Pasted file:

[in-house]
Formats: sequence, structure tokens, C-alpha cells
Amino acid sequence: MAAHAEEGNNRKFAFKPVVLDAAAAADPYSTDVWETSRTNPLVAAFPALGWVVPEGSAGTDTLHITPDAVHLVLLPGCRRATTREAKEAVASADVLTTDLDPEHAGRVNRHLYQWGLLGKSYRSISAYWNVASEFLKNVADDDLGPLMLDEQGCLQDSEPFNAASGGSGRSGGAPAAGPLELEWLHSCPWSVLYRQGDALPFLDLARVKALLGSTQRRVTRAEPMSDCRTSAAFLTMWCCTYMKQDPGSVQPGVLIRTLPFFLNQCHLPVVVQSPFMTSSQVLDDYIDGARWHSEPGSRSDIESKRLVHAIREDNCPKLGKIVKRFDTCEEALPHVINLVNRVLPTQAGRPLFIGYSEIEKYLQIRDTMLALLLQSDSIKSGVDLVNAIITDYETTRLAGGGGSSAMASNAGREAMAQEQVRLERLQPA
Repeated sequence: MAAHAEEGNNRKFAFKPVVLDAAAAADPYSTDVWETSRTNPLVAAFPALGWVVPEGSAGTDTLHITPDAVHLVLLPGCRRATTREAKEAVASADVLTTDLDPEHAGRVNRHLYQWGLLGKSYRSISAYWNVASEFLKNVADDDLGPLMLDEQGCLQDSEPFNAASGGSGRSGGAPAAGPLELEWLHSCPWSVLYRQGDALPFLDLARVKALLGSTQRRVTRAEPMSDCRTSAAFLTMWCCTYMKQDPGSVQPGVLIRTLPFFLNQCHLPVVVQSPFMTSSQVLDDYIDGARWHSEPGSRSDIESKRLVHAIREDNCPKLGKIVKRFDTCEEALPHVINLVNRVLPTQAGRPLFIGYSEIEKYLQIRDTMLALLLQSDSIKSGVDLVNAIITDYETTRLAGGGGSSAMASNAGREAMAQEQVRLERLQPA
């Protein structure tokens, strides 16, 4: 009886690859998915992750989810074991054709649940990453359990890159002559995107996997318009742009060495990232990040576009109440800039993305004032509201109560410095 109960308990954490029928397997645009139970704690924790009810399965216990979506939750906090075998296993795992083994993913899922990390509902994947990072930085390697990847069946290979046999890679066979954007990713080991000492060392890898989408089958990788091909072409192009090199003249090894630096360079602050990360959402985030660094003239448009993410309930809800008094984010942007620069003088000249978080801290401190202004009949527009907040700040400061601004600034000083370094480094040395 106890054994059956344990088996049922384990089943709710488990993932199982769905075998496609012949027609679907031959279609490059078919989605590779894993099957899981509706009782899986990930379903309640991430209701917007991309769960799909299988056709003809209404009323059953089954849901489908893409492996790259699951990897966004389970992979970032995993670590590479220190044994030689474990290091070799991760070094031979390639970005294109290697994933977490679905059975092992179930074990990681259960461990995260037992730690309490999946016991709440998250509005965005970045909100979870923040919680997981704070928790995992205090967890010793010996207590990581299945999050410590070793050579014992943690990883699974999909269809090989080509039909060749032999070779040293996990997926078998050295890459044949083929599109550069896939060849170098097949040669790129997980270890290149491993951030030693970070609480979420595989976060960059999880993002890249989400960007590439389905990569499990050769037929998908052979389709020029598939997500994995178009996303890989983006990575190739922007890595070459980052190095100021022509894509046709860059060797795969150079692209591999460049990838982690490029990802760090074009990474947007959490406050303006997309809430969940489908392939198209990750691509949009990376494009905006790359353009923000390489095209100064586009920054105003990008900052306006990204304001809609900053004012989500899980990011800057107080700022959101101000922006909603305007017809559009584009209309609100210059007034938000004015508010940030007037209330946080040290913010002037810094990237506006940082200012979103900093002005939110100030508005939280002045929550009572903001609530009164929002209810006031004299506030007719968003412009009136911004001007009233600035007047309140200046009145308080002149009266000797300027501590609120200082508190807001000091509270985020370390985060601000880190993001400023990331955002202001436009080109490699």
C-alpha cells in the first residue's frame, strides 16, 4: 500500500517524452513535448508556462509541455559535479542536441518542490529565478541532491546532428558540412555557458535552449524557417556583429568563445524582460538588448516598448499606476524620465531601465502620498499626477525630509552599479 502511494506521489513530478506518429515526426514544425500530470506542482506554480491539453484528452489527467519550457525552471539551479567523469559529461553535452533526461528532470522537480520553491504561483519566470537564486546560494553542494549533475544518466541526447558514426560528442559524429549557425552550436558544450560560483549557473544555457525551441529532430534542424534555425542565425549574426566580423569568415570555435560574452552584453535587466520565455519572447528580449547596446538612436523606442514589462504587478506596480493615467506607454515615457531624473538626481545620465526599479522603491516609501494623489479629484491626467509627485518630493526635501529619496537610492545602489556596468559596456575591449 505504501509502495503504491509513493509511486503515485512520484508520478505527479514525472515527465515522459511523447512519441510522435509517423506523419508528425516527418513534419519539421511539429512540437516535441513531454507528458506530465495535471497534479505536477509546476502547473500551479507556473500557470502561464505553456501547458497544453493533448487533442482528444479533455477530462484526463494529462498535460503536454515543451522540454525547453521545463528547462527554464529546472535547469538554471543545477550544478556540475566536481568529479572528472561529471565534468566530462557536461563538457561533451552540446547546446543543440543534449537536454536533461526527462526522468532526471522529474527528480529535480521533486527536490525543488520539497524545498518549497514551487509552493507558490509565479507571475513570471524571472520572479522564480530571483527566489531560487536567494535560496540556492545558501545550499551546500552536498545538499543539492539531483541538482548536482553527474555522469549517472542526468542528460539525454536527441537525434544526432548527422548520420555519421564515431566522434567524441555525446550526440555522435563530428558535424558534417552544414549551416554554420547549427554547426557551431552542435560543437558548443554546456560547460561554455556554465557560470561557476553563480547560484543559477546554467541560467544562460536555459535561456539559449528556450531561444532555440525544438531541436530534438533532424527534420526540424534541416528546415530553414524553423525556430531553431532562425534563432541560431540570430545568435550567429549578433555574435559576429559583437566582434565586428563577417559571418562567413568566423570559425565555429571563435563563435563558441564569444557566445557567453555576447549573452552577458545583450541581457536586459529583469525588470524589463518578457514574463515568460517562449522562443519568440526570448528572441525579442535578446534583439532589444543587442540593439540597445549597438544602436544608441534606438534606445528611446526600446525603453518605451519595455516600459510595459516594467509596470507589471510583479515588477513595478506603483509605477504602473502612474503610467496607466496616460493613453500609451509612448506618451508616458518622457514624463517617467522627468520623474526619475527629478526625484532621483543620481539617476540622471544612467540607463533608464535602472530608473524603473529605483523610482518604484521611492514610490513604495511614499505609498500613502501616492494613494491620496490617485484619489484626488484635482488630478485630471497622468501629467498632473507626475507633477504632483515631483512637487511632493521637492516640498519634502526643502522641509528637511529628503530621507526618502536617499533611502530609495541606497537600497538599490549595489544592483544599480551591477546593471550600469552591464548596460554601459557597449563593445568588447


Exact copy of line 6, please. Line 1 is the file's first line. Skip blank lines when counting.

C-alpha cells in the first residue's frame, strides 16, 4: 500500500517524452513535448508556462509541455559535479542536441518542490529565478541532491546532428558540412555557458535552449524557417556583429568563445524582460538588448516598448499606476524620465531601465502620498499626477525630509552599479 502511494506521489513530478506518429515526426514544425500530470506542482506554480491539453484528452489527467519550457525552471539551479567523469559529461553535452533526461528532470522537480520553491504561483519566470537564486546560494553542494549533475544518466541526447558514426560528442559524429549557425552550436558544450560560483549557473544555457525551441529532430534542424534555425542565425549574426566580423569568415570555435560574452552584453535587466520565455519572447528580449547596446538612436523606442514589462504587478506596480493615467506607454515615457531624473538626481545620465526599479522603491516609501494623489479629484491626467509627485518630493526635501529619496537610492545602489556596468559596456575591449 505504501509502495503504491509513493509511486503515485512520484508520478505527479514525472515527465515522459511523447512519441510522435509517423506523419508528425516527418513534419519539421511539429512540437516535441513531454507528458506530465495535471497534479505536477509546476502547473500551479507556473500557470502561464505553456501547458497544453493533448487533442482528444479533455477530462484526463494529462498535460503536454515543451522540454525547453521545463528547462527554464529546472535547469538554471543545477550544478556540475566536481568529479572528472561529471565534468566530462557536461563538457561533451552540446547546446543543440543534449537536454536533461526527462526522468532526471522529474527528480529535480521533486527536490525543488520539497524545498518549497514551487509552493507558490509565479507571475513570471524571472520572479522564480530571483527566489531560487536567494535560496540556492545558501545550499551546500552536498545538499543539492539531483541538482548536482553527474555522469549517472542526468542528460539525454536527441537525434544526432548527422548520420555519421564515431566522434567524441555525446550526440555522435563530428558535424558534417552544414549551416554554420547549427554547426557551431552542435560543437558548443554546456560547460561554455556554465557560470561557476553563480547560484543559477546554467541560467544562460536555459535561456539559449528556450531561444532555440525544438531541436530534438533532424527534420526540424534541416528546415530553414524553423525556430531553431532562425534563432541560431540570430545568435550567429549578433555574435559576429559583437566582434565586428563577417559571418562567413568566423570559425565555429571563435563563435563558441564569444557566445557567453555576447549573452552577458545583450541581457536586459529583469525588470524589463518578457514574463515568460517562449522562443519568440526570448528572441525579442535578446534583439532589444543587442540593439540597445549597438544602436544608441534606438534606445528611446526600446525603453518605451519595455516600459510595459516594467509596470507589471510583479515588477513595478506603483509605477504602473502612474503610467496607466496616460493613453500609451509612448506618451508616458518622457514624463517617467522627468520623474526619475527629478526625484532621483543620481539617476540622471544612467540607463533608464535602472530608473524603473529605483523610482518604484521611492514610490513604495511614499505609498500613502501616492494613494491620496490617485484619489484626488484635482488630478485630471497622468501629467498632473507626475507633477504632483515631483512637487511632493521637492516640498519634502526643502522641509528637511529628503530621507526618502536617499533611502530609495541606497537600497538599490549595489544592483544599480551591477546593471550600469552591464548596460554601459557597449563593445568588447